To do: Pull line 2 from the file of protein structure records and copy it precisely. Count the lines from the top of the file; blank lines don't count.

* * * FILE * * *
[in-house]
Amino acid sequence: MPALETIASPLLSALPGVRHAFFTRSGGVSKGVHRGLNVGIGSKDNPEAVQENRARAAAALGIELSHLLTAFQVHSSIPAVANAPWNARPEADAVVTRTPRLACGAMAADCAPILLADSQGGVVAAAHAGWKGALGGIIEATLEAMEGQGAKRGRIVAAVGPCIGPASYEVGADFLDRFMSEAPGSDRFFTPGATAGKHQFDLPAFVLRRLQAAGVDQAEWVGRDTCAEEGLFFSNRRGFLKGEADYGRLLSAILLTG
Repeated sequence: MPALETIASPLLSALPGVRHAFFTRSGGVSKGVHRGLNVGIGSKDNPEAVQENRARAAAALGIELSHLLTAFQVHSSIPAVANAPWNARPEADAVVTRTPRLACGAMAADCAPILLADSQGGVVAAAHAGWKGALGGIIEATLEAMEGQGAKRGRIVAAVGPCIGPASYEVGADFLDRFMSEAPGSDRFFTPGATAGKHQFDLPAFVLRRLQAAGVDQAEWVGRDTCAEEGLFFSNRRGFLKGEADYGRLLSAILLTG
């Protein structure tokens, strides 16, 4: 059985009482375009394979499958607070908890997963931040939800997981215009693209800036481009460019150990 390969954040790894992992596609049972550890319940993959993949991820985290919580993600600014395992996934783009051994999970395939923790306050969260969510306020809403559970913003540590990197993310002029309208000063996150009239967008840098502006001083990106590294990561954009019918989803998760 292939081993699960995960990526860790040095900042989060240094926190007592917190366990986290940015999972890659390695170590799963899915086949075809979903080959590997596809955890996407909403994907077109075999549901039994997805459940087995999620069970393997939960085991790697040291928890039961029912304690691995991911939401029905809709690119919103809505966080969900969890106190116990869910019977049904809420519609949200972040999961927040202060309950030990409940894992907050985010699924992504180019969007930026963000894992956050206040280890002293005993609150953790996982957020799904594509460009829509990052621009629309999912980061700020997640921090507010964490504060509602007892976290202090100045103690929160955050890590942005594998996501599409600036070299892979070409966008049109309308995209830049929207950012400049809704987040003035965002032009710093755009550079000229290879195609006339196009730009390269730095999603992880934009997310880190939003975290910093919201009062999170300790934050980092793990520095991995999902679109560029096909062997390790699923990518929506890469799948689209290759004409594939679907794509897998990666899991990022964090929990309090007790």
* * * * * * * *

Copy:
Amino acid sequence: MPALETIASPLLSALPGVRHAFFTRSGGVSKGVHRGLNVGIGSKDNPEAVQENRARAAAALGIELSHLLTAFQVHSSIPAVANAPWNARPEADAVVTRTPRLACGAMAADCAPILLADSQGGVVAAAHAGWKGALGGIIEATLEAMEGQGAKRGRIVAAVGPCIGPASYEVGADFLDRFMSEAPGSDRFFTPGATAGKHQFDLPAFVLRRLQAAGVDQAEWVGRDTCAEEGLFFSNRRGFLKGEADYGRLLSAILLTG